Vaid sang on a number of tracks on Karsh Kale's 2001 CD Realize, which is one of the better examples in the chill-out drum n bass genre. The attraction on that CD was the sophisticated production and the Asian underground "vibe." While I've always enjoyed listening to Realize, but I've never loved it -- it's mostly music I listen to in the background. (Talvin Singh's Ha, in contrast, is something I can listen to intensely.)
I'm glad to see Vaid going in a new direction here, aiming for a return to a style of music approaching conventional light-classical style of bhajan/ghazal singing. The electronics are completely out. When Karsh Kale did come into the performance for the last two songs, he was playing live drums. There's more emphasis on song structure, and on the content of the songs themselves. The poetry of forbidden love and the meditations on life and death -- the truly priceless heritage of the Indo-Islamic literary tradition -- come to the foreground. Say goodbye to ambience, and hello to a (dynamic and evolving concept of) the real thing.
Though Vaid's music is as a whole much closer to the traditional ghazal style, there are still many things Vaid is doing that deviate from what you hear in Jagjit Singh, for instance. I'm not an expert (to say the least) on this, but to my ear he is using a much wider vocal range, and considerably more emphasis on improvisation. Vaid works the tension between the formal austerity of the ghazal and the wild expressivism of the Qawwali aria.
Apparently, he is doing it from a perspective of personal investment and scholarship, as this interviewer found:
In addition to providing vocals for the electronically-oriented Realize band of which Karsh Kale is the driving force, Vishal also does more traditional ghazal mehfils, with Karsh accompanying him on the tabla, and he’s acquainted with the work of great Urdu and Punjabi poets such as Bullhe Shah, Ghalib, Qateel Shifai, and their ilk. More than this, he seems to have his finger on the pulse of the newer Urdu poetry developing in the wake of the very political poetic period that seems to have died down a bit with the passing away or decreasing activity of the great Socialist poets such as Faiz Ahmad Faiz, Sahir Ludhianwi, and Habib Jalib. Vishal also writes ghazals himself, though I didn’t have the presence of mine to ask whether the short bait that he iterates in “Liberation” is his own:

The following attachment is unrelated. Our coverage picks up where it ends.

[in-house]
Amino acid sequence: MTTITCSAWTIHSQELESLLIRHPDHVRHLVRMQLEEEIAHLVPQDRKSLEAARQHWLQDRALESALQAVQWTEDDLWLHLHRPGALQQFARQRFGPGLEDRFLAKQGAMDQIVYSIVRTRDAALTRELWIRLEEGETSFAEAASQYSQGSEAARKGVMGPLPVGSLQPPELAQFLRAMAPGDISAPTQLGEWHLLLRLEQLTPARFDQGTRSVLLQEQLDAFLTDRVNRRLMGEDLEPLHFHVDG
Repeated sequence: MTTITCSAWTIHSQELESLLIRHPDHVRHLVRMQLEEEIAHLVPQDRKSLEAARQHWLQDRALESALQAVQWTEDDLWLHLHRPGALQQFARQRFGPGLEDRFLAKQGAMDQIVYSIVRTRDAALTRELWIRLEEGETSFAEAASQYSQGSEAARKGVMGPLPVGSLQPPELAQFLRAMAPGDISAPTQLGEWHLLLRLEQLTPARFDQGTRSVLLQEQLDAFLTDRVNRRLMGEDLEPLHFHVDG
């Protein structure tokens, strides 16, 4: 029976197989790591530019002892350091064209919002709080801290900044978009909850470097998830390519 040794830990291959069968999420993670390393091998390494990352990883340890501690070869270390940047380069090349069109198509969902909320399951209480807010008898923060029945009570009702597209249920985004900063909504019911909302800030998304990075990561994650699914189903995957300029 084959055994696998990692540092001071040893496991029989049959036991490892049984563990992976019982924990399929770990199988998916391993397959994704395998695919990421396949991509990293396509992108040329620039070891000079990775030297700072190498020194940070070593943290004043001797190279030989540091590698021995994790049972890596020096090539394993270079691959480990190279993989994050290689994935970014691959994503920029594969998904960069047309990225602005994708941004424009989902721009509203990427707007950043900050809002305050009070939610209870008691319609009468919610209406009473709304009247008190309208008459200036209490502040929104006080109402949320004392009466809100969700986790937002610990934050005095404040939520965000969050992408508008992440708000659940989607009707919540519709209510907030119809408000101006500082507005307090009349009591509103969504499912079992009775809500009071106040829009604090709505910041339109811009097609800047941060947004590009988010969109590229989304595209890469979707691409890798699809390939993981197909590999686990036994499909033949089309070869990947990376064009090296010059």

dawâ milî na masîhâ milâ
kashtî ko na kinâra milâ
We found no medicine and no messiah,
Our boat found no shore. (from the MyBindi interview)
Vaid takes the classical tradition seriously, and perhaps modernizes it in a controlled way. Others (in recent years) have tended to approach the tradition as more of a mining operation.
Counterpoint: I really enjoyed Vaid's original songs and his style of singing, but several of the people in my party thought that Rahis Khan's astonishing tabla playing was really the standout aspect of the evening. My cousin from Delhi found Vaid's occasional use of integrated English translation to be a little irritating. I didn't mind so much because I don't have any training in Hindustani classical music, and therefore don't have much investment in its "authenticity." Also, the translations open the music up to a much larger audience in the U.S. as well as elsewhere than might otherwise be possible. Having watched the rise and fall of many a world music "sensation" (Bob Marley, King Sunny Ade, Nusrat Fateh Ali Khan, Fela Kuti, Bally Sagoo, Cheb i Sabbah, etc.), it seems to me that an effort at translation can make a very big difference. (See my earlier piece on the Brazilian dance music fad for more on the importance of translation.)
Vaid also does some vocals on Karsh Kale's new CD Liberation. I haven't heard it yet, so I'm not sure whether what I saw on Saturday is a trend that Kale is also following. Maybe when I get the CD I will write a follow-up.
[This post was slightly modified]